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4-wk elective in Stockholm/Helsinki?

Discussion in 'General International Discussion' started by sudeesh, Sep 28, 2002.

  1. sudeesh

    sudeesh New Member

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    Hey all, I'm hoping someone here might be able to help me out...

    I'm a resident in an Emergency Medicine program in New York City. Next year, we have a 4-week elective that we can do anywhere in the world, in any specialty. For most people in my residency, including myself, this is pretty much a 4-week vacation. (Heavy emphasis on the "elective" part, as in, "I ELECT not to go in this week." I know it sounds bad, but it's a nice break from the chaos that comes with any urban ER.) I'm interested in going to either Stockholm or Helsinki. Any idea whom I need to contact? Hospital, medicial school, or individual doctor contacts would be greatly appreciated.

    Hope to hear from you guys soon,

    sudeesh
     
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  3. SomeFakeName

    SomeFakeName Membership Revoked
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    Sudeesh, you might want to look into the Karolinska Institute in Stockholm. It is a world-renowned medical facility that will have bascially anything you're wanting to do. I'm sure they accomodate physicians from abroad for a medical elective. Hope this helps.
     
  4. Dutch Doc

    Dutch Doc Junior Member
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    Hello Sudeesh,

    I don't know an answer to your question but would like to ask you something instead.

    Even though I'm only fifth year I have some idea to what I would like to be doing after graduation: Emergency Medicine. It sounds really exciting that you're into that field in a big city like NYC. Could you maybe tell me some more about what you do every day and how you got your residency there? You can e-mail me if it's not too much trouble.

    Good luck on finding a four week residency in Europe.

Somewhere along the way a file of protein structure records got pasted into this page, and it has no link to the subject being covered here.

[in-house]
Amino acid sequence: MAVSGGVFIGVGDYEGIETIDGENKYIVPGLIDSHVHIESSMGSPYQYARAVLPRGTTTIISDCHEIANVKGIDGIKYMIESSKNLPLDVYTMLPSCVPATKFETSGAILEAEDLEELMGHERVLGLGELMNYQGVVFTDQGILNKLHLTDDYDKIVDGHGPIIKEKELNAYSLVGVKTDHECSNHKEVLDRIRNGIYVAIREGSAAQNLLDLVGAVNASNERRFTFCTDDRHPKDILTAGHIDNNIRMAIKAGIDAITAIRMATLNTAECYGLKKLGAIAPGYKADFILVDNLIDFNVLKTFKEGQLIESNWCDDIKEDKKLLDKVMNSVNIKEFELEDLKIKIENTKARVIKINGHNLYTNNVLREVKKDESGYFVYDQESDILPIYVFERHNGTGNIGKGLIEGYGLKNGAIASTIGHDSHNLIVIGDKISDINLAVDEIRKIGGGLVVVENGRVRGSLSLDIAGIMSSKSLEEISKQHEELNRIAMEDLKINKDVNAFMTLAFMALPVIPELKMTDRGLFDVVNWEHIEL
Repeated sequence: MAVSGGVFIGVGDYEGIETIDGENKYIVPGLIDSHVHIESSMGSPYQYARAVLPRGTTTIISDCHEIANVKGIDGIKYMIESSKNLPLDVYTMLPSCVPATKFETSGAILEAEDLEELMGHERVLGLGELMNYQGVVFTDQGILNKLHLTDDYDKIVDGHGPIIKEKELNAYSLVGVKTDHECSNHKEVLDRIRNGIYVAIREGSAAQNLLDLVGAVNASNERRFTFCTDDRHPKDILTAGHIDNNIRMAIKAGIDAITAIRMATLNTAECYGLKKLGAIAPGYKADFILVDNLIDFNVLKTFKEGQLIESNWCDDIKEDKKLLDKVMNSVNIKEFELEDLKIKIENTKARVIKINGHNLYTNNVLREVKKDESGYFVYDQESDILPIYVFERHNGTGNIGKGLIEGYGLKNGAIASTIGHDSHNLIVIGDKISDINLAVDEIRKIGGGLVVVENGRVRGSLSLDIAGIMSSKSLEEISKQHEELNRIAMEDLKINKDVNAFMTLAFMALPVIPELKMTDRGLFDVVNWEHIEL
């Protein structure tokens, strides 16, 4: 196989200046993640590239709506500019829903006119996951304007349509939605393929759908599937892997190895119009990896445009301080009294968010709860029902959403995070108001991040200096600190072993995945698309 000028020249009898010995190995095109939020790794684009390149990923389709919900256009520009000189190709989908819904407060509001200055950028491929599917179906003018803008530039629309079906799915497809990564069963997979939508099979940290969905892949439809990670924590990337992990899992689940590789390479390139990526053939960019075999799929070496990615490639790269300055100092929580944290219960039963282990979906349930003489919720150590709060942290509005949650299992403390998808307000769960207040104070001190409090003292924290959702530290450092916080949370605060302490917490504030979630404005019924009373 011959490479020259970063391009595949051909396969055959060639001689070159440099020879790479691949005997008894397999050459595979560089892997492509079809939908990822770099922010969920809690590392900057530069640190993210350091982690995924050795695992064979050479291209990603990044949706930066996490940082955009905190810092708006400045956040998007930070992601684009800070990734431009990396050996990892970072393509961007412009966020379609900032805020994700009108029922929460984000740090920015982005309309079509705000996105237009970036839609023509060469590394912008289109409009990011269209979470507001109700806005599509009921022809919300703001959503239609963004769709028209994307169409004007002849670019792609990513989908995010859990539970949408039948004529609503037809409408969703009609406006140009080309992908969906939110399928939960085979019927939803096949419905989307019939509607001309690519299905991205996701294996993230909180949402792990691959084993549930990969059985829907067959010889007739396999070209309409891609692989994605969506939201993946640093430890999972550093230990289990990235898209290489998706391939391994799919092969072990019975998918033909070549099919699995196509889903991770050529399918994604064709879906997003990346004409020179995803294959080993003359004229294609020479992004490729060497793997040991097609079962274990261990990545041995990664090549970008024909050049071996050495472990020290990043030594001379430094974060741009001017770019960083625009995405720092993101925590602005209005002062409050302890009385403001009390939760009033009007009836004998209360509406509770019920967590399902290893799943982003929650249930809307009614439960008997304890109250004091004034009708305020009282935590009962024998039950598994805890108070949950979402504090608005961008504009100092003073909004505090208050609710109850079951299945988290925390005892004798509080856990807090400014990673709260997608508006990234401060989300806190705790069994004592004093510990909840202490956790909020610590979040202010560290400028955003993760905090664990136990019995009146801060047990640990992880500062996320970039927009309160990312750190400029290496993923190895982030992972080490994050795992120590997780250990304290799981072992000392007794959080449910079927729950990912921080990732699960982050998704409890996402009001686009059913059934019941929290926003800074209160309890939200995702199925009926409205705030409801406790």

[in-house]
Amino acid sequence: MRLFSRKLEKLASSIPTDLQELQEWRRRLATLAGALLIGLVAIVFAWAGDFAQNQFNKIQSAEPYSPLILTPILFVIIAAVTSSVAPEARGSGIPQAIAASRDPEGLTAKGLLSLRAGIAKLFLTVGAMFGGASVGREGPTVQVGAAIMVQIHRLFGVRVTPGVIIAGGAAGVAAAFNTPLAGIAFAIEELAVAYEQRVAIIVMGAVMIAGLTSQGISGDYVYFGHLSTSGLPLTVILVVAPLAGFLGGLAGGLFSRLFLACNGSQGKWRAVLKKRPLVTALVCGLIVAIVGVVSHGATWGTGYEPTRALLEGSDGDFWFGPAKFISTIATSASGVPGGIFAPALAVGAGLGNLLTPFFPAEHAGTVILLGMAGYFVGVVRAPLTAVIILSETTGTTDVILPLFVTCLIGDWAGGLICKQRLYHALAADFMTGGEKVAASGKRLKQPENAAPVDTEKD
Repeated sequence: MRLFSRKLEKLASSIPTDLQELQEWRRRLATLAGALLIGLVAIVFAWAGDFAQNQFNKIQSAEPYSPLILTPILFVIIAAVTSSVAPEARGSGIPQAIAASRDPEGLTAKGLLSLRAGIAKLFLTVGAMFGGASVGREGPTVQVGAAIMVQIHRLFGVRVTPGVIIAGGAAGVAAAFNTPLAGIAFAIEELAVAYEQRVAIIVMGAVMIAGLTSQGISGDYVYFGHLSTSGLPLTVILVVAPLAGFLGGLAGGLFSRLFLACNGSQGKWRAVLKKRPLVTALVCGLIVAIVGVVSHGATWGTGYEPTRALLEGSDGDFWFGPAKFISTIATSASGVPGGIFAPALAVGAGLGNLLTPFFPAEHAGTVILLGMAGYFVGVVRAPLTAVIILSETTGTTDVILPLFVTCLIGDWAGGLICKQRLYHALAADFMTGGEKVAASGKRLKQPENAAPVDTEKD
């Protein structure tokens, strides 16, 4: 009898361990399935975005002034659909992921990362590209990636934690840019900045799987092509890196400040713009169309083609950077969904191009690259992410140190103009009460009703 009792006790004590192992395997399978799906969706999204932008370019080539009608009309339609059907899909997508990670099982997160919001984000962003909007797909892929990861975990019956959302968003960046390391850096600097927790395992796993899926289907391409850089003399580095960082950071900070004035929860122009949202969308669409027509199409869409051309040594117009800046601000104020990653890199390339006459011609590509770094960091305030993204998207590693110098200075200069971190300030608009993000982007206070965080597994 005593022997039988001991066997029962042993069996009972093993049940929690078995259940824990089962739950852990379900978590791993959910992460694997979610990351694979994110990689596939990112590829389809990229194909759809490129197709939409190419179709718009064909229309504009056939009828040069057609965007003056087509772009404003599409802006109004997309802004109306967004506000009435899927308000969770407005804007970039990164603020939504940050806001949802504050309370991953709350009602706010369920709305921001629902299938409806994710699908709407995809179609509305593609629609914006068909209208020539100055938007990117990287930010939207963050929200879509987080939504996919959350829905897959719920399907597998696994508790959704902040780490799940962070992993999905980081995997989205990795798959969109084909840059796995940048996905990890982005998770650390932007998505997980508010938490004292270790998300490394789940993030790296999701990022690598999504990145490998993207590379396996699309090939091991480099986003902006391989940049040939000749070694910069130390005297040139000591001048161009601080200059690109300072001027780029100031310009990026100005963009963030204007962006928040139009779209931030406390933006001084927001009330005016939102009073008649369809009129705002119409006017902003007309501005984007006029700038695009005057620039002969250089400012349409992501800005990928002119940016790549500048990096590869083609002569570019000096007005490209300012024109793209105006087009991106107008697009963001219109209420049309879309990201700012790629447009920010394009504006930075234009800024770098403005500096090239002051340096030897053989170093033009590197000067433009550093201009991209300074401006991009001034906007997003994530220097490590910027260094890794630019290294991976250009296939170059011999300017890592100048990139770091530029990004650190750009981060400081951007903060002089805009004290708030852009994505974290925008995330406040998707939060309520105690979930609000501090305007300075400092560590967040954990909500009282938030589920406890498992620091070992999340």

Dutch Doc
     
  5. BellKicker

    BellKicker Twisted Miler
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    There's a poster from Sweden, El Duderino, who might help you with some names to contact.

    Go to the general residency forum, which is where I've seen him post lately, and PM him through there.

    Good luck.
     
  6. sudeesh

    sudeesh New Member

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    Hey you guys, thanks so far for your help, I'll be sure to get in touch with the Karolinska Institute and this "el duderino" dude.

    Dutch Doc, I was gonna send you an email about Emergency Medicine, but I figured I'd put it up here in case anyone else may be interested. If you're thinking about doing EM in the US, this may (or may not) be useful. :)

    Most urban EM prorgams (or ER programs, same thing) are either at a Level 1 Trauma Center, or are affiliated with such a center. What this means is that at some point in your residency you'll be exposed to pretty much every kind of trauma under the sun--gunshots, stabbings, MVA (motor vehicle accidents), burns, falls, jumpers, etc. (My favorite is the guy who jumped off a 13-story building and landed on his head, and was actually alive when the ambulance brought him in--the CAT scan of his head was pretty cool.) The number of trauma patients across the country has decreased since the crack wars of the 80's, but it's still something I think every ER doc should be able to deal with efficiently. Apart from the trauma you deal with the more medical stuff like the chest pains, abdominal pains, headaches, vaginal bleeders, back pain, all that stuff. You also have to deal with the less appealing clientele, like the alcoholics and homeless people and the "my left toe has been hurting me for the past 6 years so I decided to come into the ER at 3 in the morning on your shift and make your life a little more difficult" patient. Ancillary services in most urban ER's are virtually nonexistent, so you're drawing most of the bloods, wheeling the patients to XRay, screaming at the XRay tech, etc. It's chaotic and hectic and exhausting, but you walk away with some incredible stories.